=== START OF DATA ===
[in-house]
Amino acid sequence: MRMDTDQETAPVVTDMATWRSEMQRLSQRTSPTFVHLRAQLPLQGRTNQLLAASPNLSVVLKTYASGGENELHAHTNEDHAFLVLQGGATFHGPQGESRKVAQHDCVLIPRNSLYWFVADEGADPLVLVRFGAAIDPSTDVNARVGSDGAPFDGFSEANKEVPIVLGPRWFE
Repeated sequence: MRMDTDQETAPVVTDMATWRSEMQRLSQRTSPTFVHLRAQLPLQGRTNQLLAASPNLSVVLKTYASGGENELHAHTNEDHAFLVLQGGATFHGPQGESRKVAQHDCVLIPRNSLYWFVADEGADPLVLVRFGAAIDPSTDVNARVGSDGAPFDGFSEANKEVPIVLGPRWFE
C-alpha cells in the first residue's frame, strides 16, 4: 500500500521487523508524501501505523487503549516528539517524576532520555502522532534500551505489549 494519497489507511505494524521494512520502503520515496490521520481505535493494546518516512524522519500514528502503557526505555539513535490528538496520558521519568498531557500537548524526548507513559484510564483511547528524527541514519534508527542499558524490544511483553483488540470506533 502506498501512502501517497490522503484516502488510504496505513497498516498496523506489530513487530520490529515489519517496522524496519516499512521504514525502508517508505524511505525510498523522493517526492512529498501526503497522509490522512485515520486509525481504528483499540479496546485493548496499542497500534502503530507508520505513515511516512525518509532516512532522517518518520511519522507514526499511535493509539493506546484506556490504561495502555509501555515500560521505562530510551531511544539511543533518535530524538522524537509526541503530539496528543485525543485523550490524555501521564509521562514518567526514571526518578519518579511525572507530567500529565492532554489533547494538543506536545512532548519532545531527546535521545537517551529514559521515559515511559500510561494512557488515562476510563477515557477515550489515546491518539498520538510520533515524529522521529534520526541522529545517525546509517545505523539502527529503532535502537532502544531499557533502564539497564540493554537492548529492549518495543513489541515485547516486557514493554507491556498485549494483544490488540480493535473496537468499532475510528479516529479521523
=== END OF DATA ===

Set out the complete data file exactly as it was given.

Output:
[in-house]
Amino acid sequence: MRMDTDQETAPVVTDMATWRSEMQRLSQRTSPTFVHLRAQLPLQGRTNQLLAASPNLSVVLKTYASGGENELHAHTNEDHAFLVLQGGATFHGPQGESRKVAQHDCVLIPRNSLYWFVADEGADPLVLVRFGAAIDPSTDVNARVGSDGAPFDGFSEANKEVPIVLGPRWFE
Repeated sequence: MRMDTDQETAPVVTDMATWRSEMQRLSQRTSPTFVHLRAQLPLQGRTNQLLAASPNLSVVLKTYASGGENELHAHTNEDHAFLVLQGGATFHGPQGESRKVAQHDCVLIPRNSLYWFVADEGADPLVLVRFGAAIDPSTDVNARVGSDGAPFDGFSEANKEVPIVLGPRWFE
C-alpha cells in the first residue's frame, strides 16, 4: 500500500521487523508524501501505523487503549516528539517524576532520555502522532534500551505489549 494519497489507511505494524521494512520502503520515496490521520481505535493494546518516512524522519500514528502503557526505555539513535490528538496520558521519568498531557500537548524526548507513559484510564483511547528524527541514519534508527542499558524490544511483553483488540470506533 502506498501512502501517497490522503484516502488510504496505513497498516498496523506489530513487530520490529515489519517496522524496519516499512521504514525502508517508505524511505525510498523522493517526492512529498501526503497522509490522512485515520486509525481504528483499540479496546485493548496499542497500534502503530507508520505513515511516512525518509532516512532522517518518520511519522507514526499511535493509539493506546484506556490504561495502555509501555515500560521505562530510551531511544539511543533518535530524538522524537509526541503530539496528543485525543485523550490524555501521564509521562514518567526514571526518578519518579511525572507530567500529565492532554489533547494538543506536545512532548519532545531527546535521545537517551529514559521515559515511559500510561494512557488515562476510563477515557477515550489515546491518539498520538510520533515524529522521529534520526541522529545517525546509517545505523539502527529503532535502537532502544531499557533502564539497564540493554537492548529492549518495543513489541515485547516486557514493554507491556498485549494483544490488540480493535473496537468499532475510528479516529479521523